Due to being a standard with mass market volume, the costs for connectivity are expected to drastrically go down. Satellite connectivity will not keep the same prices as today. With this merge of mobile and satcom industry taking place, a new world will open up with endless new opportunities.
The 5G NB-IoT NTN market is expected to be in the area of half a billion of connected devices. These NTN services are expected in all verticals, which include IoT devices which send small amounts of data and that need connectivity even in the remotest areas.
The need for 5G NB-IoT NTN can range from public services verticals (e.g. rescue), to logistics, agriculture, oil and gas or mining.
Conrete use cases could be for example (1) emergency cars entering remote areas, which still need to communicate with the hospital, (2) connected cars, or logistics on land, telling you when a container would arrive, (3) IoT sensors in a farm, measuring fertilizer levels and thereby ensuring a smart supply chain, or (4) sensors to monitor oil pipelines and continuously send small amounts of data for control.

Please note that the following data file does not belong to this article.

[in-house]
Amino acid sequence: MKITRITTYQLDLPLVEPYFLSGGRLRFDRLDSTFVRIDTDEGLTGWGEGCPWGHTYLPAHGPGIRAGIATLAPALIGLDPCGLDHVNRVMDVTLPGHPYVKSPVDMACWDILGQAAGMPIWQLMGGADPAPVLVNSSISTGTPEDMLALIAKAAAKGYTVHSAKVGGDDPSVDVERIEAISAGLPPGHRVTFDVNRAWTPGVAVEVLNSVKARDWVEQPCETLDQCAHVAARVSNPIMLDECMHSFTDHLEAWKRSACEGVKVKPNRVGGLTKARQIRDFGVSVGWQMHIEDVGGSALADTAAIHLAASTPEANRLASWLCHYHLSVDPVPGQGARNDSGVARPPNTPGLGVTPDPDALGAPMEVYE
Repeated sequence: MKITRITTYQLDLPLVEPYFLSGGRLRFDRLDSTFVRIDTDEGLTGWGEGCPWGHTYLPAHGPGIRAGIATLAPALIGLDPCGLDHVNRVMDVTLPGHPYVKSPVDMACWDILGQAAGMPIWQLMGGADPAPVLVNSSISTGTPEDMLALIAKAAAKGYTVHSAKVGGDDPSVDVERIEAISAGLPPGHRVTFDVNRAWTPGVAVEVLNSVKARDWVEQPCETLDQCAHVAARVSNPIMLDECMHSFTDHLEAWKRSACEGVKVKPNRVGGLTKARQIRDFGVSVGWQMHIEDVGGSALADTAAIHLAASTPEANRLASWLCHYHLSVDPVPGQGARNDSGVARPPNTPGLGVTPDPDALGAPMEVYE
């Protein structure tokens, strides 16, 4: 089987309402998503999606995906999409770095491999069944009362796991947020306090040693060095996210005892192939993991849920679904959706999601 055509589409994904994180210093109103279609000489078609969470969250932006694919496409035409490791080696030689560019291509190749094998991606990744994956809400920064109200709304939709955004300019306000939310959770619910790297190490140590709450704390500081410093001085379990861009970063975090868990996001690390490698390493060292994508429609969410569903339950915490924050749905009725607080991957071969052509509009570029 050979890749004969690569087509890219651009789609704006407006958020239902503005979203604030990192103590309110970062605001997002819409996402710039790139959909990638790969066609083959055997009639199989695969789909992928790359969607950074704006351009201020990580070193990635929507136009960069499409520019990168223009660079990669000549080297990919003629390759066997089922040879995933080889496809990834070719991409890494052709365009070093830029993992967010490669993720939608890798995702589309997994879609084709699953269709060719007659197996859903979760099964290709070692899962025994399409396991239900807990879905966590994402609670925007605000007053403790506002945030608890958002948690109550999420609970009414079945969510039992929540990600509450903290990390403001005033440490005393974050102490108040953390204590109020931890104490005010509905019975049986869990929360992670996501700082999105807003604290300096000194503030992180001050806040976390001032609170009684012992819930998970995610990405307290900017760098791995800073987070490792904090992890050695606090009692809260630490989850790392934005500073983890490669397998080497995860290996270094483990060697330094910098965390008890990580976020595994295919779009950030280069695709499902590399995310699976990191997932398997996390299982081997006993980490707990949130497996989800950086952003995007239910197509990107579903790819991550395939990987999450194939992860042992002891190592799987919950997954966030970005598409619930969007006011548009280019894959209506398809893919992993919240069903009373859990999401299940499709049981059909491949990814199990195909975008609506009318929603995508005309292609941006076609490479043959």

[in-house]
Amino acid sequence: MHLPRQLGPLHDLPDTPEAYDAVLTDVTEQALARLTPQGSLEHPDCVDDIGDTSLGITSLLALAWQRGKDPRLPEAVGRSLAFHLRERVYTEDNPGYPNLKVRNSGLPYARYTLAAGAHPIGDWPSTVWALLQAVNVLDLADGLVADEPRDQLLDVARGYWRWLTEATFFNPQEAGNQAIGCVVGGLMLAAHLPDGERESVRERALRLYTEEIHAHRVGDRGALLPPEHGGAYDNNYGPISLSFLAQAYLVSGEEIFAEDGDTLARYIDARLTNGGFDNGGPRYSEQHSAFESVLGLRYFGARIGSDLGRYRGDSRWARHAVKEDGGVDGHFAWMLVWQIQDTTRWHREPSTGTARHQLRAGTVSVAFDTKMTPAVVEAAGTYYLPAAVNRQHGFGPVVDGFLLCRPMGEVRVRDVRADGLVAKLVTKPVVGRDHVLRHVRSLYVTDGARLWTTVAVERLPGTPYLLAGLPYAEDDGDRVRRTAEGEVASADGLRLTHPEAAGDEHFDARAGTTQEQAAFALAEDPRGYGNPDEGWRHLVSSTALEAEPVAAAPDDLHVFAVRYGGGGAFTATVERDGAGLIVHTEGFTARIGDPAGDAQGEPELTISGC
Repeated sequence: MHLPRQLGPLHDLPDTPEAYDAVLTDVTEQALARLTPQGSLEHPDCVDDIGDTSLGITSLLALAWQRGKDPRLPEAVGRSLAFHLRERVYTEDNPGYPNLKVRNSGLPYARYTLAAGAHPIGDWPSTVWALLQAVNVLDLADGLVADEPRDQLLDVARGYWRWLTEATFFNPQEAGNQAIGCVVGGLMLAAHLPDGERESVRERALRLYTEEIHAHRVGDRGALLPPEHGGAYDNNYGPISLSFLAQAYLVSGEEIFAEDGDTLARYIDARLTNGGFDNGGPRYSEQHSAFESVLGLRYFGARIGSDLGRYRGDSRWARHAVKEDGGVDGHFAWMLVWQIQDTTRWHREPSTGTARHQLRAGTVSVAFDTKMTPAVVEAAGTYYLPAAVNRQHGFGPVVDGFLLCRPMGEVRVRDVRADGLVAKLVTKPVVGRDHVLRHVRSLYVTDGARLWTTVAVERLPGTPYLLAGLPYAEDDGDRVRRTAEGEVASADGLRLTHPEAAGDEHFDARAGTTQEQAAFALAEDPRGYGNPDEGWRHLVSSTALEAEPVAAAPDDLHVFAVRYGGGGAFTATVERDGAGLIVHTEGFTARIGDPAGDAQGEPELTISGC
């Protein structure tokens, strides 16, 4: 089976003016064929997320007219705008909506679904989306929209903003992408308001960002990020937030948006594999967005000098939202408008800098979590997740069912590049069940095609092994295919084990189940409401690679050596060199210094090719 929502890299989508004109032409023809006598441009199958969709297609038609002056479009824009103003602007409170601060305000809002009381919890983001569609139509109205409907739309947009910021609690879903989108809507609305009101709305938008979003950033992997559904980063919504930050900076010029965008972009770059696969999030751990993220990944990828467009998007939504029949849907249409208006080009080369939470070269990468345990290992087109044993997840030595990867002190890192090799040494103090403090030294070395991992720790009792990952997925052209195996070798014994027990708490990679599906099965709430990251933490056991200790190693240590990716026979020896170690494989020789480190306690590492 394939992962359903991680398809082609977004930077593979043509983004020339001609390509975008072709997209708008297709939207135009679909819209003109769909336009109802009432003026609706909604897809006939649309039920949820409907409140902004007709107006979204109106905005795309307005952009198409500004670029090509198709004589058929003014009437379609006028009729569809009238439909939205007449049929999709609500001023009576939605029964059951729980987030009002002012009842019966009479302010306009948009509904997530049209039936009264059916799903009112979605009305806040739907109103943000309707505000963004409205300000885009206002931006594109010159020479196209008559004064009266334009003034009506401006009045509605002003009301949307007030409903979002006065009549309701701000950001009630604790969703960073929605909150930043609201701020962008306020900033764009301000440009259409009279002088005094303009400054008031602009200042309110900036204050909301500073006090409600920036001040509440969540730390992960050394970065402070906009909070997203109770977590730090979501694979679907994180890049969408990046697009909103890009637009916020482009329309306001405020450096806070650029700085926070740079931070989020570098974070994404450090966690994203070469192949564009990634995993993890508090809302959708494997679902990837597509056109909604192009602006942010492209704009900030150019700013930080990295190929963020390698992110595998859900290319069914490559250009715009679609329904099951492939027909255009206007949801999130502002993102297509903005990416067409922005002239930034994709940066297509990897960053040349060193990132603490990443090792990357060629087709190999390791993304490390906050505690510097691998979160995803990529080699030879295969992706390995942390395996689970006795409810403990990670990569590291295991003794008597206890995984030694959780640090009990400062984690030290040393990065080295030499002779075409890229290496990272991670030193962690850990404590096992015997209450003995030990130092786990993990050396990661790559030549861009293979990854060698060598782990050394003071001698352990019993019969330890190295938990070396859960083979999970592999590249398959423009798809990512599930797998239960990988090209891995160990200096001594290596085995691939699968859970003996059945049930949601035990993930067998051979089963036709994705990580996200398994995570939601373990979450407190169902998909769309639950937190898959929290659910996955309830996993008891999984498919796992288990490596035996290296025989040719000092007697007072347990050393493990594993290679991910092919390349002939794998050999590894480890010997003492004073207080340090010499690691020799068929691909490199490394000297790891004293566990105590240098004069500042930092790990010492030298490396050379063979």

The expected end-vision of the 5G standardization anticipates connectivity provision handled by MNOs. This would mean that IoT customers who need connectivity for their IoT terminals, would approach their local MNO, who offers connectivity for dual mode networks (meaning terrestrial and non-terrestrial connectivity – TN and NTN). In this case, the satellite operator would have an agreement with the MNO. Until the standardization has evolved to this point, we expect satellite operators to offer 5G network directly to their customers, with the MNO brought in case by case.